How far are you willing to go to be the best? What will you sacrifice to get ahead of the competition? Is there a limit to how much an athlete should endure to achieve success?
In my classes we’ve been looking at exercise disorders, addiction, and depression. It’s scientifically proven that exercise can resolve, and improve the effects of depression. Health professionals are starting to prescribe daily physical activity to patients who are suffering from depression. Having said that, they’ve also seen these same patients become addicted to exercise. How do we know where to draw the line of how much is too much? If you hear a marathon runner say they ran 15 miles over the weekend, most of us wouldn’t think twice about what we’ve heard. But, what if an everyday person said they ran 15 miles over the weekend? Researchers are starting to discover that exercise addiction is common within athletes, however, their addiction simply looks like training, not an unhealthy disorder. They are able to hide out in the sports world, and mask their addiction.In the arena of wrestling, dance, and gymnastics, it’s common for athletes to endure eating disorders in order to meet the requirements of competition. We’ve also seen countless professional athletes abuse steroids to be the best.
I was watching ESPN the other night, and it was highlighting stories of college athletes who had overcome incredible hardships in their journey to the top of the athletic pyramid. One of the stories focused on an extremely talented UCLA football player. This boy walked through high school at the top of his game, and was going to UCLA on an athletic scholarship. Throughout his career he had suffered many concussions. In the second year of his career at UCLA , he suffered yet again, another concussion. However; this time, the injury started to affect his every day life. He was experiencing extreme sensitivity to light, and sound, horrible headaches, and dizzy spells. Although he was an NFL hopeful, he decided to walk away from his dream, and quit playing football. He was quoted saying, “I love football and it was my only dream to be an NFL football player, but football wasn’t helping me, it was hindering my ability to live my life. It came to a point where football was hurting me, not enhancing my life.”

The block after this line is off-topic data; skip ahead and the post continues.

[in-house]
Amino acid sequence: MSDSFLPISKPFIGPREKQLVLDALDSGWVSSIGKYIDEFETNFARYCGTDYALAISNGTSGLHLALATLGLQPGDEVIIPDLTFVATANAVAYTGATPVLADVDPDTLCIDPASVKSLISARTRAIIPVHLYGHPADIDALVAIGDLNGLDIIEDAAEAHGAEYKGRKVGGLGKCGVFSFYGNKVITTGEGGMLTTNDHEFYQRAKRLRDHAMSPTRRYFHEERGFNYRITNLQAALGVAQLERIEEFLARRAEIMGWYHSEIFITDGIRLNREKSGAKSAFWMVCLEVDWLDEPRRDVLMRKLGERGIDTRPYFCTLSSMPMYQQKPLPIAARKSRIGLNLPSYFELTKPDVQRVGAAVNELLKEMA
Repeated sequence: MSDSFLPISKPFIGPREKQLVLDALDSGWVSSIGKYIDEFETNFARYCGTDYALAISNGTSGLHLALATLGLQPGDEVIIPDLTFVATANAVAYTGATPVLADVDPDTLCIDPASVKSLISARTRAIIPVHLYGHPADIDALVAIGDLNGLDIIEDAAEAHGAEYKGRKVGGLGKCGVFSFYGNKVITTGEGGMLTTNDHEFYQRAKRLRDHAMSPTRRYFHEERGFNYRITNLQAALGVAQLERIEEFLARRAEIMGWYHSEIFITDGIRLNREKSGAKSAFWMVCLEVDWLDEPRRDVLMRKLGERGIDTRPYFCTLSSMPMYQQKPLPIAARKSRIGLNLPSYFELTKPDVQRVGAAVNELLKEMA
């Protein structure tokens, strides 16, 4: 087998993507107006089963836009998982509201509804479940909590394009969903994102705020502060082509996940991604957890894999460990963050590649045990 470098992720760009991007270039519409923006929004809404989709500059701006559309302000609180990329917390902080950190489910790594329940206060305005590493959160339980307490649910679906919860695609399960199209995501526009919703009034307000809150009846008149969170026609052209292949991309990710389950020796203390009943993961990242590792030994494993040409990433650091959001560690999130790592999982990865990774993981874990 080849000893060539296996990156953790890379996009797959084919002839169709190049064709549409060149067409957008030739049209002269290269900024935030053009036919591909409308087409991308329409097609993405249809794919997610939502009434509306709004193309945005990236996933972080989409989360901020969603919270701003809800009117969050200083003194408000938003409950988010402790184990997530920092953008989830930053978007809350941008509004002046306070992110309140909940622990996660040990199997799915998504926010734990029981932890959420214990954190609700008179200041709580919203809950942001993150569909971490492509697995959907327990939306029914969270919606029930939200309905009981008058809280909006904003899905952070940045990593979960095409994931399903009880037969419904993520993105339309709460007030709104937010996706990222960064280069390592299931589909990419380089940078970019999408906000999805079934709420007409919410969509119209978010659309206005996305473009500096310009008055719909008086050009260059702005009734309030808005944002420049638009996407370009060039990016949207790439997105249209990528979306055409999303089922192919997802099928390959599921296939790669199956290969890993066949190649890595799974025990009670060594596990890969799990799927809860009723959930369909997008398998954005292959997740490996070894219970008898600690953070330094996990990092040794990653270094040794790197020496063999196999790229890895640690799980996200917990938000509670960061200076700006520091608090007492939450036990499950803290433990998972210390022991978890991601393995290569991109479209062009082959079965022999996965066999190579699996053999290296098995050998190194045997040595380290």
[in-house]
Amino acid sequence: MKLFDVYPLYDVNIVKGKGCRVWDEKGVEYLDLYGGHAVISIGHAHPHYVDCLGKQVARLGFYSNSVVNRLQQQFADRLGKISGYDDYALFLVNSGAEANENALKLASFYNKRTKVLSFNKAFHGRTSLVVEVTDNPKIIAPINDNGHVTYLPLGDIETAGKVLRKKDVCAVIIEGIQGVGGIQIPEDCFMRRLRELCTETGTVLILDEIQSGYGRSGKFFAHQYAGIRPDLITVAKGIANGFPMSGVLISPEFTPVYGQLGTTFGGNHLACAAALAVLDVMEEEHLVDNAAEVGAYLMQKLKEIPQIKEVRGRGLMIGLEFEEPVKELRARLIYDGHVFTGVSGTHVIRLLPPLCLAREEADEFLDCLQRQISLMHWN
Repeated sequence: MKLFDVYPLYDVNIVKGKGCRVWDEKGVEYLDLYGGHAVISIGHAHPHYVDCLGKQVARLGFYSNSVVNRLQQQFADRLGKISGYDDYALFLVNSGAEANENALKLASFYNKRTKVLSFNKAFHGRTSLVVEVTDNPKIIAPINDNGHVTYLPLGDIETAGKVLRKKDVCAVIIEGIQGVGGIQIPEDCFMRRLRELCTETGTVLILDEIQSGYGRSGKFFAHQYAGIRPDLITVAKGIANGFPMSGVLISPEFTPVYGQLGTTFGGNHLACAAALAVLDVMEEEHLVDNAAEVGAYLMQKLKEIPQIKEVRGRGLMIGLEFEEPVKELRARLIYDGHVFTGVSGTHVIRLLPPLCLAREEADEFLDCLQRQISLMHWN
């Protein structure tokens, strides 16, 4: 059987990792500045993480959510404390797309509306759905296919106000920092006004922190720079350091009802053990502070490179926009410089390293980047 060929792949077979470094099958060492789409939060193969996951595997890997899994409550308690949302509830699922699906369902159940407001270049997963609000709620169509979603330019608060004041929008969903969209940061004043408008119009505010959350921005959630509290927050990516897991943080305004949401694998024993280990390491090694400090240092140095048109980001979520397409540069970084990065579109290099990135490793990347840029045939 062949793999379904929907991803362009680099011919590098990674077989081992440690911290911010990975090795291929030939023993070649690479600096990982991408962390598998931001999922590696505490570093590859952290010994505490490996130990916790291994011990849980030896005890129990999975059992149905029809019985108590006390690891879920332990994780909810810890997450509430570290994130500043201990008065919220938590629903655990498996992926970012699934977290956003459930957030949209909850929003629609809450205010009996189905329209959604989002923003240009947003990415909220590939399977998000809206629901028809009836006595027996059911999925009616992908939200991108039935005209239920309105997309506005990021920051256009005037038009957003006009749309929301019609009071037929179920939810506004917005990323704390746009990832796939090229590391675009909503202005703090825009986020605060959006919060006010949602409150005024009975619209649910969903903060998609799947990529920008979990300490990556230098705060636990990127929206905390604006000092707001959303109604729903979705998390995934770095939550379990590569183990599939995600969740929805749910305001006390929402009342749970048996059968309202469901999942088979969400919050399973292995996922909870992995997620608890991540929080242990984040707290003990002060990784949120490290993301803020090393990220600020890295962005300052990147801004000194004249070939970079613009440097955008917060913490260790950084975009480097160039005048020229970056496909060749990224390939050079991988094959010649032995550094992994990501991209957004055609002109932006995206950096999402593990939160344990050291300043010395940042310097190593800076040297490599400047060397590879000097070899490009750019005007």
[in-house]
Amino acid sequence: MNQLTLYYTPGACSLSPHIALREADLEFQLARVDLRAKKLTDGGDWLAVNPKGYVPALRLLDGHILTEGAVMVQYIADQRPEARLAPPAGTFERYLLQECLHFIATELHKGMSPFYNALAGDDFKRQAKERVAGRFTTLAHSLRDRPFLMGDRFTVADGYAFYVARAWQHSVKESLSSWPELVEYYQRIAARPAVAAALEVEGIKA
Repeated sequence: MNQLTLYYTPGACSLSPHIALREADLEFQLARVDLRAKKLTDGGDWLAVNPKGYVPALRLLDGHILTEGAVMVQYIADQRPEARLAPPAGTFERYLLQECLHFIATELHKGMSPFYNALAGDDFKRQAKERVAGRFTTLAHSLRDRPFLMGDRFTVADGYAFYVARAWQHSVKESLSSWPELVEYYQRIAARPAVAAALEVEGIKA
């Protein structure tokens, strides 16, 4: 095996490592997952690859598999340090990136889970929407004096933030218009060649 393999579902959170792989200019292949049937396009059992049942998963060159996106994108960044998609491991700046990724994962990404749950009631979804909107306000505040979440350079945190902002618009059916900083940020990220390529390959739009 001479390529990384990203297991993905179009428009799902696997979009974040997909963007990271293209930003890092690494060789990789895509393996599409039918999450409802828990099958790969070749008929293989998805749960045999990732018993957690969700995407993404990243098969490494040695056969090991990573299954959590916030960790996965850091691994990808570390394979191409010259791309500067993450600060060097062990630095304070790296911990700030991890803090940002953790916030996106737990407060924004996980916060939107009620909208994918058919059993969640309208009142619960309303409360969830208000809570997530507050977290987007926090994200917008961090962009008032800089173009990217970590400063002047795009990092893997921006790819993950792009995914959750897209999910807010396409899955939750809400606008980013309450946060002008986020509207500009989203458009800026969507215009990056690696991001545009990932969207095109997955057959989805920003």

I can’t even imagine how much strength it took that player to walk away from a sports dream that was clearly attainable. Our society puts so much emphasis on winning, it must have been so hard to look the other way, and put his health first. This young man is a great example to all athletes out there. There is a point where enough is enough.
What we do as athletes shouldn’t endanger our health. Make sure, as a coach, what you’re preaching to your athletes benefits the players athletic ability and overall health. As a player, make sure you aren’t sacrificing you’re health to excel in sports. It’s a fine line we walk as competitive athletes, keep your perspective straight, this is the only body we get.
Quote of the day:
“What’s above the shoulders is more important than whats below” – Ty Cobb
Read the full story of UCLA’s linebacker here: